Libya's parliament spokesman said the chamber has today selected a new prime minister after one of the two candidates withdrew, a move that may trigger a new political struggle with the incumbent refusing to step down, Reuters reports.
A video showed parliament members raising their hands when asked to support Fathi Bashagha, a former interior minister, to head a new interim government, but it was not clear if any formal vote had actually taken place.
The parliament is seeking to take control of Libya's political future after the collapse of an election that was planned for December, saying Dbeibah's interim government is no longer valid and pushing any new election back until next year.
Dbeibah said on Tuesday he would cede power only to an elected government and rejected the parliament's moves to replace him.
Analysts say the result of today's moves could be a return to the years of division that seemed set to end last March with the installation of Dbeibah's unity government.
Before that time, parallel governments operated in western and eastern Libya, backed by different warring factions.
However, while rival armed forces have mobilised inside Tripoli in recent weeks, analysts say the political crisis will not necessarily translate into fighting soon.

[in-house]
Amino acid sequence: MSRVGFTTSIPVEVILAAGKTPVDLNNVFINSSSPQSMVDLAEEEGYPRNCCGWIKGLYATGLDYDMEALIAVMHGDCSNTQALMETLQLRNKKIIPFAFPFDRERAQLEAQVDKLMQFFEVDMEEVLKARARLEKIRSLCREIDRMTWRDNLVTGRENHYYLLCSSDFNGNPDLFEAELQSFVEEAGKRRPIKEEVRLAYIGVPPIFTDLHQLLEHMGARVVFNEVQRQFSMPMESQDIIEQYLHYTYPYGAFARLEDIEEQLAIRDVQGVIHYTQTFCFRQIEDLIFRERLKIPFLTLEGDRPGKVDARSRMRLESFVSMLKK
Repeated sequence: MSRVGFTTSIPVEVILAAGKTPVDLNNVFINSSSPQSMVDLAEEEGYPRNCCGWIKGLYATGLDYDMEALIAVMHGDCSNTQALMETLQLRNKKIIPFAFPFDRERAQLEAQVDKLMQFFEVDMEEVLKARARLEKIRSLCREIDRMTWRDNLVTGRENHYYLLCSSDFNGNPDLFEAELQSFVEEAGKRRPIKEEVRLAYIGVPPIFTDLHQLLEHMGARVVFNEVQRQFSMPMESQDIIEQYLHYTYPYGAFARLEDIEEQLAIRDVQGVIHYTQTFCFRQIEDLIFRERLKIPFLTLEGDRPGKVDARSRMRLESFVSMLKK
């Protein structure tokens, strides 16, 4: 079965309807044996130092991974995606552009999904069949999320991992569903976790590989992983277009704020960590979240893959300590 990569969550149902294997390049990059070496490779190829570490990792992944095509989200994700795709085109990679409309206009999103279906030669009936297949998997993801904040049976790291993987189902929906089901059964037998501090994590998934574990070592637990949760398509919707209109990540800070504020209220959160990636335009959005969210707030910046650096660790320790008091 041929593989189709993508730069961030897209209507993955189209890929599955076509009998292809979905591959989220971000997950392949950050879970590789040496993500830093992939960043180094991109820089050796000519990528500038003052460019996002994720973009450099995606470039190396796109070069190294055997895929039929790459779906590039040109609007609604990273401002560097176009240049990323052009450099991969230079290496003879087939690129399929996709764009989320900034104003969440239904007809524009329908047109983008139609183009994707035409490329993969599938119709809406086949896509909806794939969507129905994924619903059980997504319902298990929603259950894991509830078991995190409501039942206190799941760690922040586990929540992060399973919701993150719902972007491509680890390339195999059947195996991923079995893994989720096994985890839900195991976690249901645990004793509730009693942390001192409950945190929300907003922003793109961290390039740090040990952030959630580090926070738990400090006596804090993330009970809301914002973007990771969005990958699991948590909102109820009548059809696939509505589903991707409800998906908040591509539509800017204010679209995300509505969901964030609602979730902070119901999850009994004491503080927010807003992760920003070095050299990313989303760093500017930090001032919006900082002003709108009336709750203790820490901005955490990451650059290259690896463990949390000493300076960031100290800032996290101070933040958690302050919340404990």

The UN Libya adviser and Western countries have said Dbeibah's Government of National Unity remains valid and have urged the parliament to focus instead on bringing elections forward.
Nearly three million Libyans signed up to vote in the December election, and the political jostling and delays that have followed have infuriated and frustrated
Critics of Parliament Speaker Aguila Saleh have previously accused him of pushing through laws or decisions without proper votes.
Some 132 parliament members attended today's session and they voted to confirm a move to redraft Libya's temporary constitution in consultation with another body, the High State Council.
However, as a vote on the new prime minister approached, Saleh said Bashagha's rival in the contest had withdrawn. The session was briefly suspended and the parliament spokesman then announced that Bashagha had been selected.
The move to appoint a new prime minister may not immediately trigger a confrontation with Dbeibah and the GNU, however, as it may take some time for Bashagha to form a government acceptable to a majority of lawmakers.
Still, it underscores the fragility of Libya's attempted transition as rival factions work to prevent any rival from growing too powerful.